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Data-Driven Simulations Mirror a City’s Traffic Patterns to Reduce Mobility-Related Energy Use

NREL is Participating in a Project Led by Oak Ridge National Lab to Create a Large-Scale, Real-Time “Digital Twin” of Traffic Conditions in Chattanooga, Tennessee

Feb. 14, 2019

Traffic is frustrating—it wastes precious time and fuel, and its patterns are complex and difficult for drivers and city planners to predict.

A new project funded by the U.S. Department of Energy’s Vehicle Technologies Office and led by Oak Ridge National Laboratory (ORNL), in partnership with the National Renewable Energy Laboratory (NREL), the city of Chattanooga, Tennessee, and the Tennessee Department of Transportation, hopes to find solutions through leveraging the power of high-performance computing.

In this video, ScienceNode.org talks to NREL Computational Scientist Juliette Ugirumurera about her work on an ORNL-led project to create a large-scale, real-time simulation of traffic in Chattanooga, Tennessee.

The project involves creating a “digital twin” of the entire Chattanooga metropolitan region—a data-informed simulation that captures real-time traffic conditions of the region via sensors installed on roads. This dynamic traffic simulation aims to help investigate the causes of traffic congestion and come up with effective management strategies city officials can apply.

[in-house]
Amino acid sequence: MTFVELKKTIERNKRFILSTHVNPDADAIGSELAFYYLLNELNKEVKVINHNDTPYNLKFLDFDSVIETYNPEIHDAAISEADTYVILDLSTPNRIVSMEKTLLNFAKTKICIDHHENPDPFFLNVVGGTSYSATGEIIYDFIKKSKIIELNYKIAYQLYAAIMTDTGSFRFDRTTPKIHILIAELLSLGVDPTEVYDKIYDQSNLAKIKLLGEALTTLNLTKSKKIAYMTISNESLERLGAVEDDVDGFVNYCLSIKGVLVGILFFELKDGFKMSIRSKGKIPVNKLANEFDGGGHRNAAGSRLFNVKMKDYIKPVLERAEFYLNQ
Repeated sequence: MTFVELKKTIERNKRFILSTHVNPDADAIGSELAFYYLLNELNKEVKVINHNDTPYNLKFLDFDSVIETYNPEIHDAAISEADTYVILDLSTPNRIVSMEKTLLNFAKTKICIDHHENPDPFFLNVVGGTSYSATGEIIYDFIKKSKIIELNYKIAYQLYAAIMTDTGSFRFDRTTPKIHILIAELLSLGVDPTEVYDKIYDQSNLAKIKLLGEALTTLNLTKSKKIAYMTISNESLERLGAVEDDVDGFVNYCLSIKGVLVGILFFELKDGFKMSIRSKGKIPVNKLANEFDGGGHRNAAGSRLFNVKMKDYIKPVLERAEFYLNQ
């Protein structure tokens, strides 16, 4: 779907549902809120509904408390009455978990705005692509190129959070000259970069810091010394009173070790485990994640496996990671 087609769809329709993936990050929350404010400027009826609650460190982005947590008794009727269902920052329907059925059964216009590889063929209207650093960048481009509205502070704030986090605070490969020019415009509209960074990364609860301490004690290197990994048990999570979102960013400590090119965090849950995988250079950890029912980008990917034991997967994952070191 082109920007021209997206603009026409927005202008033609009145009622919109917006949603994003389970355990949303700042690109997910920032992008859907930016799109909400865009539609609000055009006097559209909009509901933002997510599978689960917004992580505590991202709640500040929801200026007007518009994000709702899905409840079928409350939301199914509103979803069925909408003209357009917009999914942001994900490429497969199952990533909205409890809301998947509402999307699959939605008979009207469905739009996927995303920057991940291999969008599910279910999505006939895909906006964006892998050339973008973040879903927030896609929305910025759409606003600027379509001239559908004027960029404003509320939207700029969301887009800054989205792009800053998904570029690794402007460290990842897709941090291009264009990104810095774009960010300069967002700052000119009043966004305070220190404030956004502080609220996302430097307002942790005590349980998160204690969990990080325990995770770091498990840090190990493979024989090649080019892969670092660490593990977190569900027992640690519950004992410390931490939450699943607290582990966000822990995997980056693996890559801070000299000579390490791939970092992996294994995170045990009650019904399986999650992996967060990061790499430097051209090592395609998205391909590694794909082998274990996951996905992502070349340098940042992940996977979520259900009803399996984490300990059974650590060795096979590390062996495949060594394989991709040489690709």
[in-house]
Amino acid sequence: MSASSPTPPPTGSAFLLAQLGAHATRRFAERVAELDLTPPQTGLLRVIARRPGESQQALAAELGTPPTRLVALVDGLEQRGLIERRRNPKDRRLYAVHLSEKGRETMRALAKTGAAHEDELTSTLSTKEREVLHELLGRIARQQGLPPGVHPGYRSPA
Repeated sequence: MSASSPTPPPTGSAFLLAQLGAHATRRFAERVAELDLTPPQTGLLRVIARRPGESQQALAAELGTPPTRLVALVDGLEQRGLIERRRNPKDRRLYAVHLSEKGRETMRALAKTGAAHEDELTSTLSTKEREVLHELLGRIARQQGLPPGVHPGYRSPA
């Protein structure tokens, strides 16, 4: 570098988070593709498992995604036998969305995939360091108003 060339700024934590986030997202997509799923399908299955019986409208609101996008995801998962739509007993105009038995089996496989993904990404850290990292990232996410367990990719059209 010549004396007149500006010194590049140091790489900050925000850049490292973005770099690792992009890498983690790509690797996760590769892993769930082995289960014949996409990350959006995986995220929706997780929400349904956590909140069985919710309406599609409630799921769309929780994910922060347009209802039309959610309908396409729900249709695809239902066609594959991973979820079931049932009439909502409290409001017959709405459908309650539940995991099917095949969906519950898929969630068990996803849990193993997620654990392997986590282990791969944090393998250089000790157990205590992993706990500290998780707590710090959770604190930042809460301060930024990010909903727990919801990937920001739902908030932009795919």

As profiled in a recent story on ScienceNode.org, NREL Computational Scientist Juliette Ugirumurera and her team are working to optimize these complex, large-scale simulations by running them on high-performance computers including the Cori supercomputer at the National Energy Research Scientific Computing Center and the Eagle supercomputer at NREL. These machines help hasten the transformation of complex data into insights that can be used to inform decision makers on energy-saving solutions.

Read the full story about the project on ScienceNode.org, and learn more about NREL’s computational science and transportation research.